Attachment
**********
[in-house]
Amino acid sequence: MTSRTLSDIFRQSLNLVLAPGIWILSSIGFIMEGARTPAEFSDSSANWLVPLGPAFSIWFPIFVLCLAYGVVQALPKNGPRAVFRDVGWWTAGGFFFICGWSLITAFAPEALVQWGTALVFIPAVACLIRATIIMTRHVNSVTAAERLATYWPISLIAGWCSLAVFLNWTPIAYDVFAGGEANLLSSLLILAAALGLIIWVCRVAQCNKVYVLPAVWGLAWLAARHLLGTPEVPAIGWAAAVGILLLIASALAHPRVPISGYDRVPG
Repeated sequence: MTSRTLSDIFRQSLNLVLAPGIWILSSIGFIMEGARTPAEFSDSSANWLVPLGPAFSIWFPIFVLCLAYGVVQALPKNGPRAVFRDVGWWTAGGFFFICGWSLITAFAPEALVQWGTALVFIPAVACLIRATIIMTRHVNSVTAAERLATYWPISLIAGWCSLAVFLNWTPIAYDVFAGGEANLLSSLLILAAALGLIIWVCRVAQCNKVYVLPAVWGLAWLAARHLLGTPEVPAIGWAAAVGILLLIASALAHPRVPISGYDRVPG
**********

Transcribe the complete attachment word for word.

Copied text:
[in-house]
Amino acid sequence: MTSRTLSDIFRQSLNLVLAPGIWILSSIGFIMEGARTPAEFSDSSANWLVPLGPAFSIWFPIFVLCLAYGVVQALPKNGPRAVFRDVGWWTAGGFFFICGWSLITAFAPEALVQWGTALVFIPAVACLIRATIIMTRHVNSVTAAERLATYWPISLIAGWCSLAVFLNWTPIAYDVFAGGEANLLSSLLILAAALGLIIWVCRVAQCNKVYVLPAVWGLAWLAARHLLGTPEVPAIGWAAAVGILLLIASALAHPRVPISGYDRVPG
Repeated sequence: MTSRTLSDIFRQSLNLVLAPGIWILSSIGFIMEGARTPAEFSDSSANWLVPLGPAFSIWFPIFVLCLAYGVVQALPKNGPRAVFRDVGWWTAGGFFFICGWSLITAFAPEALVQWGTALVFIPAVACLIRATIIMTRHVNSVTAAERLATYWPISLIAGWCSLAVFLNWTPIAYDVFAGGEANLLSSLLILAAALGLIIWVCRVAQCNKVYVLPAVWGLAWLAARHLLGTPEVPAIGWAAAVGILLLIASALAHPRVPISGYDRVPG